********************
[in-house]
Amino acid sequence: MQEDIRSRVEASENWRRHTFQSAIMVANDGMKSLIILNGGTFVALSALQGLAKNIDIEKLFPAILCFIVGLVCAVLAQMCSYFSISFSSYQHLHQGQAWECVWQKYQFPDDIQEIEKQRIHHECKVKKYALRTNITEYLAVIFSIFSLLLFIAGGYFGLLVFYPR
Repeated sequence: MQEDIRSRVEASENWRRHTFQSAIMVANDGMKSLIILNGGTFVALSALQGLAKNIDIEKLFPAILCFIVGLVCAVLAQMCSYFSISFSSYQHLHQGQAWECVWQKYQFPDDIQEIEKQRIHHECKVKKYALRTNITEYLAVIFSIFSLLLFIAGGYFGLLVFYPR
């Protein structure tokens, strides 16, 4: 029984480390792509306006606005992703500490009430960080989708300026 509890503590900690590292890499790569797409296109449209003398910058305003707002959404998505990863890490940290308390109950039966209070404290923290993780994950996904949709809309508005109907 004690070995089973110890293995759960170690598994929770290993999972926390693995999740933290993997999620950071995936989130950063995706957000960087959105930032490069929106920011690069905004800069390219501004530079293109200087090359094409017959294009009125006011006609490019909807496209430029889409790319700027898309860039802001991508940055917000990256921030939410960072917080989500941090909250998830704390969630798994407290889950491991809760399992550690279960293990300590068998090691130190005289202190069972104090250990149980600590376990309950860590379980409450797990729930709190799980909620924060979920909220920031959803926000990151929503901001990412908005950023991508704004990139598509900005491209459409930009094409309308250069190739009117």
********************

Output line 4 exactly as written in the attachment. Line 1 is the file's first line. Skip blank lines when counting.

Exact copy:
């Protein structure tokens, strides 16, 4: 029984480390792509306006606005992703500490009430960080989708300026 509890503590900690590292890499790569797409296109449209003398910058305003707002959404998505990863890490940290308390109950039966209070404290923290993780994950996904949709809309508005109907 004690070995089973110890293995759960170690598994929770290993999972926390693995999740933290993997999620950071995936989130950063995706957000960087959105930032490069929106920011690069905004800069390219501004530079293109200087090359094409017959294009009125006011006609490019909807496209430029889409790319700027898309860039802001991508940055917000990256921030939410960072917080989500941090909250998830704390969630798994407290889950491991809760399992550690279960293990300590068998090691130190005289202190069972104090250990149980600590376990309950860590379980409450797990729930709190799980909620924060979920909220920031959803926000990151929503901001990412908005950023991508704004990139598509900005491209459409930009094409309308250069190739009117």